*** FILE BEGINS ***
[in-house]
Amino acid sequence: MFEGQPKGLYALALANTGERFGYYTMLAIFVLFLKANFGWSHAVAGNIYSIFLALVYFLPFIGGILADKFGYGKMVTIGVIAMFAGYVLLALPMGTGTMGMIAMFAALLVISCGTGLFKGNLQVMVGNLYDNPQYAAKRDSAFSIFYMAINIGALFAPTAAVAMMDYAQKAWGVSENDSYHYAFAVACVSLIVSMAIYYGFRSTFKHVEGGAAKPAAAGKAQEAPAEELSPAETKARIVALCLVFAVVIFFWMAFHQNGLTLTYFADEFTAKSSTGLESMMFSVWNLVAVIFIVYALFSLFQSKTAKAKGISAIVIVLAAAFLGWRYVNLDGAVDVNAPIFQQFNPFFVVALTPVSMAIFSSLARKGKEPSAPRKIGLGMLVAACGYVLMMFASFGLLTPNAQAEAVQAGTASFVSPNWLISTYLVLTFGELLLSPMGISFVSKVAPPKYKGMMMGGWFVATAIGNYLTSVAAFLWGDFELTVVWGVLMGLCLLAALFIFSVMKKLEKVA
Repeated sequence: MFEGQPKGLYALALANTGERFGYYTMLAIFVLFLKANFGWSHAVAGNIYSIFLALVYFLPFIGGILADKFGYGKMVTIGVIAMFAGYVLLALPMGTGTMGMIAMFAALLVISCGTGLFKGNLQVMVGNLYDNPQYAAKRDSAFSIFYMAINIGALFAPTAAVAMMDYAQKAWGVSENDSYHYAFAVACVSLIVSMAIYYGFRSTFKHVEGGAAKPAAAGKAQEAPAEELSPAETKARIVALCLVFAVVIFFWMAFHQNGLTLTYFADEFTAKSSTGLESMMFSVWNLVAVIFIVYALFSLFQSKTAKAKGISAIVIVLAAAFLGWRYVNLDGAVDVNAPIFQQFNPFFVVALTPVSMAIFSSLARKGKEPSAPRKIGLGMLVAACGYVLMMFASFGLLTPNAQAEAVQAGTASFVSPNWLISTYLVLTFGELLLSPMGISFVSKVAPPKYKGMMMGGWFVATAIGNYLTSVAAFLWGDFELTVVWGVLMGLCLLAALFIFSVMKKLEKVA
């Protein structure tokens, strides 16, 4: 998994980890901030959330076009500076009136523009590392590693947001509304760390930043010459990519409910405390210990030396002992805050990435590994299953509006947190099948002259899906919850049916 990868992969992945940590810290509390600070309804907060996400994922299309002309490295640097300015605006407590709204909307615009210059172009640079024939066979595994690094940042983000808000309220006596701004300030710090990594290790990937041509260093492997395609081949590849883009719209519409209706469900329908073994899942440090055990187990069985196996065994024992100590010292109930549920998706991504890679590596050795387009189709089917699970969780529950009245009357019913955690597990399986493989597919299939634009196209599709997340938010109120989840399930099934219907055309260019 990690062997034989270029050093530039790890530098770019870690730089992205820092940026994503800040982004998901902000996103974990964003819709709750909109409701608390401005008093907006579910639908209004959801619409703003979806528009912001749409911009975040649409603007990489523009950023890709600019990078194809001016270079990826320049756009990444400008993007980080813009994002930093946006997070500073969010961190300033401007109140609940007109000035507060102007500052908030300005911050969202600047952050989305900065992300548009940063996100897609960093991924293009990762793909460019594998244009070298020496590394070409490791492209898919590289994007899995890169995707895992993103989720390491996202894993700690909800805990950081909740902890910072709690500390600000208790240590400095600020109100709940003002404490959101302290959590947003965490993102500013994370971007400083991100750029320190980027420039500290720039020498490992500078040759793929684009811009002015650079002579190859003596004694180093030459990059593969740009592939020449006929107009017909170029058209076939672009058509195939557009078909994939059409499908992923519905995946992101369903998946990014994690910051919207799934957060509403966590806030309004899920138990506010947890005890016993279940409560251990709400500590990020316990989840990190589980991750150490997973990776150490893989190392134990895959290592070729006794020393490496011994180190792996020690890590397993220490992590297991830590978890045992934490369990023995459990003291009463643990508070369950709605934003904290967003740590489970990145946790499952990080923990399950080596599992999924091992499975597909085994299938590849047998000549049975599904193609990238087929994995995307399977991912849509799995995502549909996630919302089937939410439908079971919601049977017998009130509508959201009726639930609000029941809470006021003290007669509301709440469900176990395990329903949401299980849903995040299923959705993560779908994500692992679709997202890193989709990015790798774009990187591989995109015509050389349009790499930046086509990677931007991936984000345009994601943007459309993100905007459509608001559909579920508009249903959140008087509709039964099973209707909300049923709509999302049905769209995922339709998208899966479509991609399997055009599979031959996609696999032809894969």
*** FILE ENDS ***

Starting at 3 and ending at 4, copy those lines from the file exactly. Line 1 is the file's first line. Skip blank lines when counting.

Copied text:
Repeated sequence: MFEGQPKGLYALALANTGERFGYYTMLAIFVLFLKANFGWSHAVAGNIYSIFLALVYFLPFIGGILADKFGYGKMVTIGVIAMFAGYVLLALPMGTGTMGMIAMFAALLVISCGTGLFKGNLQVMVGNLYDNPQYAAKRDSAFSIFYMAINIGALFAPTAAVAMMDYAQKAWGVSENDSYHYAFAVACVSLIVSMAIYYGFRSTFKHVEGGAAKPAAAGKAQEAPAEELSPAETKARIVALCLVFAVVIFFWMAFHQNGLTLTYFADEFTAKSSTGLESMMFSVWNLVAVIFIVYALFSLFQSKTAKAKGISAIVIVLAAAFLGWRYVNLDGAVDVNAPIFQQFNPFFVVALTPVSMAIFSSLARKGKEPSAPRKIGLGMLVAACGYVLMMFASFGLLTPNAQAEAVQAGTASFVSPNWLISTYLVLTFGELLLSPMGISFVSKVAPPKYKGMMMGGWFVATAIGNYLTSVAAFLWGDFELTVVWGVLMGLCLLAALFIFSVMKKLEKVA
């Protein structure tokens, strides 16, 4: 998994980890901030959330076009500076009136523009590392590693947001509304760390930043010459990519409910405390210990030396002992805050990435590994299953509006947190099948002259899906919850049916 990868992969992945940590810290509390600070309804907060996400994922299309002309490295640097300015605006407590709204909307615009210059172009640079024939066979595994690094940042983000808000309220006596701004300030710090990594290790990937041509260093492997395609081949590849883009719209519409209706469900329908073994899942440090055990187990069985196996065994024992100590010292109930549920998706991504890679590596050795387009189709089917699970969780529950009245009357019913955690597990399986493989597919299939634009196209599709997340938010109120989840399930099934219907055309260019 990690062997034989270029050093530039790890530098770019870690730089992205820092940026994503800040982004998901902000996103974990964003819709709750909109409701608390401005008093907006579910639908209004959801619409703003979806528009912001749409911009975040649409603007990489523009950023890709600019990078194809001016270079990826320049756009990444400008993007980080813009994002930093946006997070500073969010961190300033401007109140609940007109000035507060102007500052908030300005911050969202600047952050989305900065992300548009940063996100897609960093991924293009990762793909460019594998244009070298020496590394070409490791492209898919590289994007899995890169995707895992993103989720390491996202894993700690909800805990950081909740902890910072709690500390600000208790240590400095600020109100709940003002404490959101302290959590947003965490993102500013994370971007400083991100750029320190980027420039500290720039020498490992500078040759793929684009811009002015650079002579190859003596004694180093030459990059593969740009592939020449006929107009017909170029058209076939672009058509195939557009078909994939059409499908992923519905995946992101369903998946990014994690910051919207799934957060509403966590806030309004899920138990506010947890005890016993279940409560251990709400500590990020316990989840990190589980991750150490997973990776150490893989190392134990895959290592070729006794020393490496011994180190792996020690890590397993220490992590297991830590978890045992934490369990023995459990003291009463643990508070369950709605934003904290967003740590489970990145946790499952990080923990399950080596599992999924091992499975597909085994299938590849047998000549049975599904193609990238087929994995995307399977991912849509799995995502549909996630919302089937939410439908079971919601049977017998009130509508959201009726639930609000029941809470006021003290007669509301709440469900176990395990329903949401299980849903995040299923959705993560779908994500692992679709997202890193989709990015790798774009990187591989995109015509050389349009790499930046086509990677931007991936984000345009994601943007459309993100905007459509608001559909579920508009249903959140008087509709039964099973209707909300049923709509999302049905769209995922339709998208899966479509991609399997055009599979031959996609696999032809894969």